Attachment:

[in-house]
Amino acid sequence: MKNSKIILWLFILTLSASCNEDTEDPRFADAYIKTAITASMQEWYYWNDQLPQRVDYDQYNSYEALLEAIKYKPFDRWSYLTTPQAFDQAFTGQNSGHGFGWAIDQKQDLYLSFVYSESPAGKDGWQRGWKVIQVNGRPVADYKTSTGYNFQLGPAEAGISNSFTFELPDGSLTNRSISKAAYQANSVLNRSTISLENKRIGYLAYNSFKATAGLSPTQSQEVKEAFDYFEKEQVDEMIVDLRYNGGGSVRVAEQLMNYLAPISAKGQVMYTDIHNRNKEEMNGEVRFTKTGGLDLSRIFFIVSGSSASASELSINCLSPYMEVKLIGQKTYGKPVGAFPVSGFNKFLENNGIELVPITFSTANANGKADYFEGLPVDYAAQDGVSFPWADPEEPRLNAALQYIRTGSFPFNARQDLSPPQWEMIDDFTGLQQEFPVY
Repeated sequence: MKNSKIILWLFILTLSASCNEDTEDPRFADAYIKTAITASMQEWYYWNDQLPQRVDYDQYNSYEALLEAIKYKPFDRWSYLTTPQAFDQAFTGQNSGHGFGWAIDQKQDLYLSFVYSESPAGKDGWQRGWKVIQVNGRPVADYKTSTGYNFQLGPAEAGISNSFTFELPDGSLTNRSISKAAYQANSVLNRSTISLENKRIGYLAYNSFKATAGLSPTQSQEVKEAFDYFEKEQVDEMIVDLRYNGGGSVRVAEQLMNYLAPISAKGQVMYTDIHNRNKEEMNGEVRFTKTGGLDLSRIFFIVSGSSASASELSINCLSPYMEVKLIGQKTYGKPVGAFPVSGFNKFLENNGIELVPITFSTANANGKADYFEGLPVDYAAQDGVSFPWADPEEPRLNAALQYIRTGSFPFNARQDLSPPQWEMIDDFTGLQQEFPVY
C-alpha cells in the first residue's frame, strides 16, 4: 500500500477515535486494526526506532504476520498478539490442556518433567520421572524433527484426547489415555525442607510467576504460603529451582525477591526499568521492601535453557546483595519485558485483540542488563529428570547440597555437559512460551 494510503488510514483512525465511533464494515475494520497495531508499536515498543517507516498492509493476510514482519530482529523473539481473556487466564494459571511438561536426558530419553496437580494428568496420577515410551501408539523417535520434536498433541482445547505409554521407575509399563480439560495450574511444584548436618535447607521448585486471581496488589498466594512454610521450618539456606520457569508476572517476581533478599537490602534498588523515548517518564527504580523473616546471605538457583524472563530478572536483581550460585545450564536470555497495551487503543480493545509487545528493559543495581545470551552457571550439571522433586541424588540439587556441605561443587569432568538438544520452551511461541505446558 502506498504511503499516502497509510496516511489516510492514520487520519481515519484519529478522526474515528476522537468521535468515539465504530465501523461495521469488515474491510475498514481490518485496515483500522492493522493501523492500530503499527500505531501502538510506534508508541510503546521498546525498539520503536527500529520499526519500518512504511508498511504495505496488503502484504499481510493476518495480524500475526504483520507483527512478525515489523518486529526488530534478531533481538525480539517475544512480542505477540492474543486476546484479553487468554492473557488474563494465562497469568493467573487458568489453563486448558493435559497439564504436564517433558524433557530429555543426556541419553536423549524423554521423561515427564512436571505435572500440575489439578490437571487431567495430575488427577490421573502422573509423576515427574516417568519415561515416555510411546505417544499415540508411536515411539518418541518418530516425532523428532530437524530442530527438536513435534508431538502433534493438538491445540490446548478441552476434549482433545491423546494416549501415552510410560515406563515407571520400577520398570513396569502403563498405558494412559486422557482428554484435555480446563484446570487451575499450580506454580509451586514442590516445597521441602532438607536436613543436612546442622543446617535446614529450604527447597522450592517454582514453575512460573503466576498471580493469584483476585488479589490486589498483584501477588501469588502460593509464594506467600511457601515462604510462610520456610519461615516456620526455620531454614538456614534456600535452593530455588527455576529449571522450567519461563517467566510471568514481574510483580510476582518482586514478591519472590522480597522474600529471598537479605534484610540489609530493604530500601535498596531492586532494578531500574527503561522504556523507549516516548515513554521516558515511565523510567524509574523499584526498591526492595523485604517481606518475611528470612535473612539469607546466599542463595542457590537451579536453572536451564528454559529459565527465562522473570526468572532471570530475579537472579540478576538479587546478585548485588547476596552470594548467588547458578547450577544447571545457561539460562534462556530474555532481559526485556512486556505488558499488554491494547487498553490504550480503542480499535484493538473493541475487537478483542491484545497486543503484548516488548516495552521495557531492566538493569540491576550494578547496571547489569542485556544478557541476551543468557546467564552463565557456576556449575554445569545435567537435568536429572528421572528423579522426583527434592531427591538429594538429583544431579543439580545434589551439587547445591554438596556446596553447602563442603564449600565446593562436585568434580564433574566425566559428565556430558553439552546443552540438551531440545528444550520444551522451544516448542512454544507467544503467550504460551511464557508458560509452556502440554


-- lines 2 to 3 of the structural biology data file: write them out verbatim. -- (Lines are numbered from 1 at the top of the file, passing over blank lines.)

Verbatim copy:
Amino acid sequence: MKNSKIILWLFILTLSASCNEDTEDPRFADAYIKTAITASMQEWYYWNDQLPQRVDYDQYNSYEALLEAIKYKPFDRWSYLTTPQAFDQAFTGQNSGHGFGWAIDQKQDLYLSFVYSESPAGKDGWQRGWKVIQVNGRPVADYKTSTGYNFQLGPAEAGISNSFTFELPDGSLTNRSISKAAYQANSVLNRSTISLENKRIGYLAYNSFKATAGLSPTQSQEVKEAFDYFEKEQVDEMIVDLRYNGGGSVRVAEQLMNYLAPISAKGQVMYTDIHNRNKEEMNGEVRFTKTGGLDLSRIFFIVSGSSASASELSINCLSPYMEVKLIGQKTYGKPVGAFPVSGFNKFLENNGIELVPITFSTANANGKADYFEGLPVDYAAQDGVSFPWADPEEPRLNAALQYIRTGSFPFNARQDLSPPQWEMIDDFTGLQQEFPVY
Repeated sequence: MKNSKIILWLFILTLSASCNEDTEDPRFADAYIKTAITASMQEWYYWNDQLPQRVDYDQYNSYEALLEAIKYKPFDRWSYLTTPQAFDQAFTGQNSGHGFGWAIDQKQDLYLSFVYSESPAGKDGWQRGWKVIQVNGRPVADYKTSTGYNFQLGPAEAGISNSFTFELPDGSLTNRSISKAAYQANSVLNRSTISLENKRIGYLAYNSFKATAGLSPTQSQEVKEAFDYFEKEQVDEMIVDLRYNGGGSVRVAEQLMNYLAPISAKGQVMYTDIHNRNKEEMNGEVRFTKTGGLDLSRIFFIVSGSSASASELSINCLSPYMEVKLIGQKTYGKPVGAFPVSGFNKFLENNGIELVPITFSTANANGKADYFEGLPVDYAAQDGVSFPWADPEEPRLNAALQYIRTGSFPFNARQDLSPPQWEMIDDFTGLQQEFPVY